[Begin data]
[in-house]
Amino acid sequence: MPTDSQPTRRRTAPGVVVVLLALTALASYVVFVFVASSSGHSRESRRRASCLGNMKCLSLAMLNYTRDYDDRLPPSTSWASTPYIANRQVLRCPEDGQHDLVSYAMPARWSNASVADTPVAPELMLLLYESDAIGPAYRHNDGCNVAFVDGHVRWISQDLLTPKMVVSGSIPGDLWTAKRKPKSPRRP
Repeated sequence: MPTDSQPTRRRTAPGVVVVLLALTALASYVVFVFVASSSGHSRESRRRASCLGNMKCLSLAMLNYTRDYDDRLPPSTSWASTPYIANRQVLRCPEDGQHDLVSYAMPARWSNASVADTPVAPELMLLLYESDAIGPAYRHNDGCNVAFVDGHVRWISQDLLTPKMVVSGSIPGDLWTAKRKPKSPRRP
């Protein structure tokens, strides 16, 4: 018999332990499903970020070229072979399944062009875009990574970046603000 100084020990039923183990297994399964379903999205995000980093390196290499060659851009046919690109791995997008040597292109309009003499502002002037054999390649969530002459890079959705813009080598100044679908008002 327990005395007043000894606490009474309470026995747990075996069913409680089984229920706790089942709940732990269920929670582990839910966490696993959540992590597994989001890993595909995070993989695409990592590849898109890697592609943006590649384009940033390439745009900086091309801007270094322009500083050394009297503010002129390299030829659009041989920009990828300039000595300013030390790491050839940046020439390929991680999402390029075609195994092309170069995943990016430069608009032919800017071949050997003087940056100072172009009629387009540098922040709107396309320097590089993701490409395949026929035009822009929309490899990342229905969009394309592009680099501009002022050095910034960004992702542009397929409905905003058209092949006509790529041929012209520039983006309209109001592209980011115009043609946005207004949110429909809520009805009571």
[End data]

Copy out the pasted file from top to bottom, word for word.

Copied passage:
[in-house]
Amino acid sequence: MPTDSQPTRRRTAPGVVVVLLALTALASYVVFVFVASSSGHSRESRRRASCLGNMKCLSLAMLNYTRDYDDRLPPSTSWASTPYIANRQVLRCPEDGQHDLVSYAMPARWSNASVADTPVAPELMLLLYESDAIGPAYRHNDGCNVAFVDGHVRWISQDLLTPKMVVSGSIPGDLWTAKRKPKSPRRP
Repeated sequence: MPTDSQPTRRRTAPGVVVVLLALTALASYVVFVFVASSSGHSRESRRRASCLGNMKCLSLAMLNYTRDYDDRLPPSTSWASTPYIANRQVLRCPEDGQHDLVSYAMPARWSNASVADTPVAPELMLLLYESDAIGPAYRHNDGCNVAFVDGHVRWISQDLLTPKMVVSGSIPGDLWTAKRKPKSPRRP
């Protein structure tokens, strides 16, 4: 018999332990499903970020070229072979399944062009875009990574970046603000 100084020990039923183990297994399964379903999205995000980093390196290499060659851009046919690109791995997008040597292109309009003499502002002037054999390649969530002459890079959705813009080598100044679908008002 327990005395007043000894606490009474309470026995747990075996069913409680089984229920706790089942709940732990269920929670582990839910966490696993959540992590597994989001890993595909995070993989695409990592590849898109890697592609943006590649384009940033390439745009900086091309801007270094322009500083050394009297503010002129390299030829659009041989920009990828300039000595300013030390790491050839940046020439390929991680999402390029075609195994092309170069995943990016430069608009032919800017071949050997003087940056100072172009009629387009540098922040709107396309320097590089993701490409395949026929035009822009929309490899990342229905969009394309592009680099501009002022050095910034960004992702542009397929409905905003058209092949006509790529041929012209520039983006309209109001592209980011115009043609946005207004949110429909809520009805009571």